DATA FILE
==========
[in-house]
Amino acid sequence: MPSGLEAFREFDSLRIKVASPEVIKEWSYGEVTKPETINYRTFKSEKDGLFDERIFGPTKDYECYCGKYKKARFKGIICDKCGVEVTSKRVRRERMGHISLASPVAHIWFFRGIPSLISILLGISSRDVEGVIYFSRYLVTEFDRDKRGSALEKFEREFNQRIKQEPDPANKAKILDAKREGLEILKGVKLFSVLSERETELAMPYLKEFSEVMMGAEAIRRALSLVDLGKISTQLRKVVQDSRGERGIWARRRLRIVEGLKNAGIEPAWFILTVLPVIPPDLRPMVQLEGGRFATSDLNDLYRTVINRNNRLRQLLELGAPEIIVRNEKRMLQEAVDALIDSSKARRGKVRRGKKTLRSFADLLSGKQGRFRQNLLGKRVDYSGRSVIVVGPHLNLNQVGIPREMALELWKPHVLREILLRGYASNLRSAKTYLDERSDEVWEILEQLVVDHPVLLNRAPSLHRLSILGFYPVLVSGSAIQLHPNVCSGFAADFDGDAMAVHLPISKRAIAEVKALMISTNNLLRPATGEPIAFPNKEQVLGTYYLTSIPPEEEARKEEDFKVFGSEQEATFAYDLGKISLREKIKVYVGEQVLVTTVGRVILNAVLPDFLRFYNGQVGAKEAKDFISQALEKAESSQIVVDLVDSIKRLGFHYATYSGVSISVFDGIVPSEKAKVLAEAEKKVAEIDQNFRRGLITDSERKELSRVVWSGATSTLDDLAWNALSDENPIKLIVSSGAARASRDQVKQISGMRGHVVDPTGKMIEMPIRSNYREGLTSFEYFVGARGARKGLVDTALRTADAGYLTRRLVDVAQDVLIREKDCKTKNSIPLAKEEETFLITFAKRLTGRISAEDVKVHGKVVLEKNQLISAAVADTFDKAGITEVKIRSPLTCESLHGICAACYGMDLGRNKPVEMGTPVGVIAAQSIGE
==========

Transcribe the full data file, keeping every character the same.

[in-house]
Amino acid sequence: MPSGLEAFREFDSLRIKVASPEVIKEWSYGEVTKPETINYRTFKSEKDGLFDERIFGPTKDYECYCGKYKKARFKGIICDKCGVEVTSKRVRRERMGHISLASPVAHIWFFRGIPSLISILLGISSRDVEGVIYFSRYLVTEFDRDKRGSALEKFEREFNQRIKQEPDPANKAKILDAKREGLEILKGVKLFSVLSERETELAMPYLKEFSEVMMGAEAIRRALSLVDLGKISTQLRKVVQDSRGERGIWARRRLRIVEGLKNAGIEPAWFILTVLPVIPPDLRPMVQLEGGRFATSDLNDLYRTVINRNNRLRQLLELGAPEIIVRNEKRMLQEAVDALIDSSKARRGKVRRGKKTLRSFADLLSGKQGRFRQNLLGKRVDYSGRSVIVVGPHLNLNQVGIPREMALELWKPHVLREILLRGYASNLRSAKTYLDERSDEVWEILEQLVVDHPVLLNRAPSLHRLSILGFYPVLVSGSAIQLHPNVCSGFAADFDGDAMAVHLPISKRAIAEVKALMISTNNLLRPATGEPIAFPNKEQVLGTYYLTSIPPEEEARKEEDFKVFGSEQEATFAYDLGKISLREKIKVYVGEQVLVTTVGRVILNAVLPDFLRFYNGQVGAKEAKDFISQALEKAESSQIVVDLVDSIKRLGFHYATYSGVSISVFDGIVPSEKAKVLAEAEKKVAEIDQNFRRGLITDSERKELSRVVWSGATSTLDDLAWNALSDENPIKLIVSSGAARASRDQVKQISGMRGHVVDPTGKMIEMPIRSNYREGLTSFEYFVGARGARKGLVDTALRTADAGYLTRRLVDVAQDVLIREKDCKTKNSIPLAKEEETFLITFAKRLTGRISAEDVKVHGKVVLEKNQLISAAVADTFDKAGITEVKIRSPLTCESLHGICAACYGMDLGRNKPVEMGTPVGVIAAQSIGE